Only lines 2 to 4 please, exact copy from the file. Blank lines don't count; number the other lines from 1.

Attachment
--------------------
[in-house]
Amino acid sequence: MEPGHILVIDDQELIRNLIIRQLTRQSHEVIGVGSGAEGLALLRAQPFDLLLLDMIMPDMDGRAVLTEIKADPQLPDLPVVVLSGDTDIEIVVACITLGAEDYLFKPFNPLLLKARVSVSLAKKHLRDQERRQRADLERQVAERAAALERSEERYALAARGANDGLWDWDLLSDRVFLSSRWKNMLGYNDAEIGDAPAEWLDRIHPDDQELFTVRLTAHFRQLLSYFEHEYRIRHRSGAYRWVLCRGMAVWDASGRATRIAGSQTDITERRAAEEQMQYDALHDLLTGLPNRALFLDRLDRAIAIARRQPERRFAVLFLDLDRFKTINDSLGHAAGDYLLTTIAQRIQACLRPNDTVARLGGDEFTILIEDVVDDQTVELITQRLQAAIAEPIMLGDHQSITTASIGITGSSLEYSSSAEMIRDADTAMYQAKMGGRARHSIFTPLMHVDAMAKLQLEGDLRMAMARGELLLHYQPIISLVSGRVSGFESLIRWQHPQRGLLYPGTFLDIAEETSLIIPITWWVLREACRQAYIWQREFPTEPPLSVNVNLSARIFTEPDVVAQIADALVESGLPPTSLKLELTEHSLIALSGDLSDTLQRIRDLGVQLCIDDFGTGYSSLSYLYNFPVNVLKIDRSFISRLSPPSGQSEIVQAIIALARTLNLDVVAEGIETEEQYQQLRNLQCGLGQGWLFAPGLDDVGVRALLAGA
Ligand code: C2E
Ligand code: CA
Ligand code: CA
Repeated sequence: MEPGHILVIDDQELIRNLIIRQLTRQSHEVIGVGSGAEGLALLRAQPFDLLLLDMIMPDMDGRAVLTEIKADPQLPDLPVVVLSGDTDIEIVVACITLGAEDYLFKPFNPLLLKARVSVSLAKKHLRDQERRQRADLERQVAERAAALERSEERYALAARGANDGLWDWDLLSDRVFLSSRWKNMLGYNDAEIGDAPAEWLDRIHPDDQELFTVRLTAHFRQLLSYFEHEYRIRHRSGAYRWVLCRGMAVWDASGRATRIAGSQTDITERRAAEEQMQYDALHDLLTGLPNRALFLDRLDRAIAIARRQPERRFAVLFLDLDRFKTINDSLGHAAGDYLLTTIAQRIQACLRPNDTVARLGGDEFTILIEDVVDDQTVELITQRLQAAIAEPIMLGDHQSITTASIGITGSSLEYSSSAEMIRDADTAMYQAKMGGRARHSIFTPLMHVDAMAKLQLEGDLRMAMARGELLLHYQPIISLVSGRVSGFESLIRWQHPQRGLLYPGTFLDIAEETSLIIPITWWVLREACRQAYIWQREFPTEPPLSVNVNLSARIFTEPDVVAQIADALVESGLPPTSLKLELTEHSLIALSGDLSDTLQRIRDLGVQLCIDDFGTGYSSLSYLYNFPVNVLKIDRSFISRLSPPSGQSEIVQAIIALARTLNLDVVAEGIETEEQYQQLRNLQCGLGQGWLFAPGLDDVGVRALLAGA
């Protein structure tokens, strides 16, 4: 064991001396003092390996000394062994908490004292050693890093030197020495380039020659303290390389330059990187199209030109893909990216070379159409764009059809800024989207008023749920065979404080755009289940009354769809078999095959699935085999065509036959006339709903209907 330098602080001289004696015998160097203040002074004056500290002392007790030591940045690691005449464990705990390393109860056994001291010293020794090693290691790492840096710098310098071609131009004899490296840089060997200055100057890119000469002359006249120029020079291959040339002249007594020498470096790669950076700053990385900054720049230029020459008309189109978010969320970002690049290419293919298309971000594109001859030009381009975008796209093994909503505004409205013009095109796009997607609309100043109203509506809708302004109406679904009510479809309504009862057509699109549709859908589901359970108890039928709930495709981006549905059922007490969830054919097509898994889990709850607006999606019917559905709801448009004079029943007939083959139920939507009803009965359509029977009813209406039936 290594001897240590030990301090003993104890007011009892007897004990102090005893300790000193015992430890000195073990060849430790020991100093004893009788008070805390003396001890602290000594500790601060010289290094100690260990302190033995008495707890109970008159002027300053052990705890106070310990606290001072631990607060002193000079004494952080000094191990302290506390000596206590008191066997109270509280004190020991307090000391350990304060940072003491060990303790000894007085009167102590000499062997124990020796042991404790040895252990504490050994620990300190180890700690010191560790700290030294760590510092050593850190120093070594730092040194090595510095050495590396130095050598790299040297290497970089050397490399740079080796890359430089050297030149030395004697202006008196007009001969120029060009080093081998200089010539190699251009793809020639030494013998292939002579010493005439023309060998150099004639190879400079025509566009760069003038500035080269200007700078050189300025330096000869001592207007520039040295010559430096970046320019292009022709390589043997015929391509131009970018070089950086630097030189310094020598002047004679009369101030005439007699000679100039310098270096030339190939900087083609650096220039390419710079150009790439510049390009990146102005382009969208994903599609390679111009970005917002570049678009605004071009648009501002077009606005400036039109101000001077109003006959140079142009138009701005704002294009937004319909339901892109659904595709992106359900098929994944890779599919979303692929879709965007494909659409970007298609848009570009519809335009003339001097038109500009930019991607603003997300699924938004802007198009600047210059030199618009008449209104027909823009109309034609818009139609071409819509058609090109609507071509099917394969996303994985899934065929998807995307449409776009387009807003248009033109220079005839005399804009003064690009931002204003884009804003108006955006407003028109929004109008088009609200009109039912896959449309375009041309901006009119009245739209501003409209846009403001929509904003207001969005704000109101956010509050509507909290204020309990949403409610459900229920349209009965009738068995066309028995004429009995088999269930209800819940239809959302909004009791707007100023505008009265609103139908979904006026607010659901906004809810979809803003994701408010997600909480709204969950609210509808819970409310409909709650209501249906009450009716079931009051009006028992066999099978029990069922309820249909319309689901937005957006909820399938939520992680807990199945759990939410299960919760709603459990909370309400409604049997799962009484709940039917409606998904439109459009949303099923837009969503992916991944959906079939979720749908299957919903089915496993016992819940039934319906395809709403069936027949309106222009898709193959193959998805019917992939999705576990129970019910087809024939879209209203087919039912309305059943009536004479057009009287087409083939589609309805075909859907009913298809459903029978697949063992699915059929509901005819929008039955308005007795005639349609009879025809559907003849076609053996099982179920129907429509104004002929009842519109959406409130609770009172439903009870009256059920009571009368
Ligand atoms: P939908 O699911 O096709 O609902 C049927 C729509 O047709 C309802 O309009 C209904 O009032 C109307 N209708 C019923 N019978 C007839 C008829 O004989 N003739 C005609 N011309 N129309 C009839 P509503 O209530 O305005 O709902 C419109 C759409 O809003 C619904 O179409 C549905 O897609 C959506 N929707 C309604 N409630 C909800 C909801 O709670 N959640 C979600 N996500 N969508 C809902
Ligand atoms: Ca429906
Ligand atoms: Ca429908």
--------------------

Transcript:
Amino acid sequence: MEPGHILVIDDQELIRNLIIRQLTRQSHEVIGVGSGAEGLALLRAQPFDLLLLDMIMPDMDGRAVLTEIKADPQLPDLPVVVLSGDTDIEIVVACITLGAEDYLFKPFNPLLLKARVSVSLAKKHLRDQERRQRADLERQVAERAAALERSEERYALAARGANDGLWDWDLLSDRVFLSSRWKNMLGYNDAEIGDAPAEWLDRIHPDDQELFTVRLTAHFRQLLSYFEHEYRIRHRSGAYRWVLCRGMAVWDASGRATRIAGSQTDITERRAAEEQMQYDALHDLLTGLPNRALFLDRLDRAIAIARRQPERRFAVLFLDLDRFKTINDSLGHAAGDYLLTTIAQRIQACLRPNDTVARLGGDEFTILIEDVVDDQTVELITQRLQAAIAEPIMLGDHQSITTASIGITGSSLEYSSSAEMIRDADTAMYQAKMGGRARHSIFTPLMHVDAMAKLQLEGDLRMAMARGELLLHYQPIISLVSGRVSGFESLIRWQHPQRGLLYPGTFLDIAEETSLIIPITWWVLREACRQAYIWQREFPTEPPLSVNVNLSARIFTEPDVVAQIADALVESGLPPTSLKLELTEHSLIALSGDLSDTLQRIRDLGVQLCIDDFGTGYSSLSYLYNFPVNVLKIDRSFISRLSPPSGQSEIVQAIIALARTLNLDVVAEGIETEEQYQQLRNLQCGLGQGWLFAPGLDDVGVRALLAGA
Ligand code: C2E
Ligand code: CA